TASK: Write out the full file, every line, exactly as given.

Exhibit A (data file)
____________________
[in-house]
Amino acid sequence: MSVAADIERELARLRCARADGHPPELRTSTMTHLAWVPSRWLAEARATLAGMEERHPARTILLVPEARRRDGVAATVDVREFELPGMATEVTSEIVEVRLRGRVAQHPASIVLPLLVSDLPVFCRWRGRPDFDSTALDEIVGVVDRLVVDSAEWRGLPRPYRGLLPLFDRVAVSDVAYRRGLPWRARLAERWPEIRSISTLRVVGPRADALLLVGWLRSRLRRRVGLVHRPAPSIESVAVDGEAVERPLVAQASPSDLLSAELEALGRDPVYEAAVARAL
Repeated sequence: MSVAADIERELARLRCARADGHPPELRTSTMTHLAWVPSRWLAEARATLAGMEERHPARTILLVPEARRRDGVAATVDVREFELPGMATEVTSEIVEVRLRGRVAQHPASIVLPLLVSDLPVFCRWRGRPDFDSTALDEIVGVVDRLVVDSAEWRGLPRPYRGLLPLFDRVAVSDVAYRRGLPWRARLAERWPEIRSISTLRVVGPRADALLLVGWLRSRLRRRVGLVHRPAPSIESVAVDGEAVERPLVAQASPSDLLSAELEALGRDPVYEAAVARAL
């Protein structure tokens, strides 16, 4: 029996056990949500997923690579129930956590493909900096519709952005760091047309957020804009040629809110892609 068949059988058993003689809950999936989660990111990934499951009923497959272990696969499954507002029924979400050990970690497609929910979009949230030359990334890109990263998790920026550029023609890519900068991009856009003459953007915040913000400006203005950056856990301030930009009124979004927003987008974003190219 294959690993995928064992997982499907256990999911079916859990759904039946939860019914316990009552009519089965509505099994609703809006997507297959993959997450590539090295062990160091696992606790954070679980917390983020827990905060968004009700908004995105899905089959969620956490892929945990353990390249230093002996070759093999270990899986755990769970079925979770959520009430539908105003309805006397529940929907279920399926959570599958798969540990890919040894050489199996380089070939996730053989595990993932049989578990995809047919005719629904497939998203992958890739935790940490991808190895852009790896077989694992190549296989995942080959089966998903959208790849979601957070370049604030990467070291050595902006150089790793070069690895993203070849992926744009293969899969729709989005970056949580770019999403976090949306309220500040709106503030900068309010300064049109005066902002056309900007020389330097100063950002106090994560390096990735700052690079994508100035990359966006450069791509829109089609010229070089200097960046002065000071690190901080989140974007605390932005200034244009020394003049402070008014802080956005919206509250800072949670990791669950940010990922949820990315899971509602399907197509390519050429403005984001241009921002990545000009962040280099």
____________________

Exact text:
[in-house]
Amino acid sequence: MSVAADIERELARLRCARADGHPPELRTSTMTHLAWVPSRWLAEARATLAGMEERHPARTILLVPEARRRDGVAATVDVREFELPGMATEVTSEIVEVRLRGRVAQHPASIVLPLLVSDLPVFCRWRGRPDFDSTALDEIVGVVDRLVVDSAEWRGLPRPYRGLLPLFDRVAVSDVAYRRGLPWRARLAERWPEIRSISTLRVVGPRADALLLVGWLRSRLRRRVGLVHRPAPSIESVAVDGEAVERPLVAQASPSDLLSAELEALGRDPVYEAAVARAL
Repeated sequence: MSVAADIERELARLRCARADGHPPELRTSTMTHLAWVPSRWLAEARATLAGMEERHPARTILLVPEARRRDGVAATVDVREFELPGMATEVTSEIVEVRLRGRVAQHPASIVLPLLVSDLPVFCRWRGRPDFDSTALDEIVGVVDRLVVDSAEWRGLPRPYRGLLPLFDRVAVSDVAYRRGLPWRARLAERWPEIRSISTLRVVGPRADALLLVGWLRSRLRRRVGLVHRPAPSIESVAVDGEAVERPLVAQASPSDLLSAELEALGRDPVYEAAVARAL
């Protein structure tokens, strides 16, 4: 029996056990949500997923690579129930956590493909900096519709952005760091047309957020804009040629809110892609 068949059988058993003689809950999936989660990111990934499951009923497959272990696969499954507002029924979400050990970690497609929910979009949230030359990334890109990263998790920026550029023609890519900068991009856009003459953007915040913000400006203005950056856990301030930009009124979004927003987008974003190219 294959690993995928064992997982499907256990999911079916859990759904039946939860019914316990009552009519089965509505099994609703809006997507297959993959997450590539090295062990160091696992606790954070679980917390983020827990905060968004009700908004995105899905089959969620956490892929945990353990390249230093002996070759093999270990899986755990769970079925979770959520009430539908105003309805006397529940929907279920399926959570599958798969540990890919040894050489199996380089070939996730053989595990993932049989578990995809047919005719629904497939998203992958890739935790940490991808190895852009790896077989694992190549296989995942080959089966998903959208790849979601957070370049604030990467070291050595902006150089790793070069690895993203070849992926744009293969899969729709989005970056949580770019999403976090949306309220500040709106503030900068309010300064049109005066902002056309900007020389330097100063950002106090994560390096990735700052690079994508100035990359966006450069791509829109089609010229070089200097960046002065000071690190901080989140974007605390932005200034244009020394003049402070008014802080956005919206509250800072949670990791669950940010990922949820990315899971509602399907197509390519050429403005984001241009921002990545000009962040280099």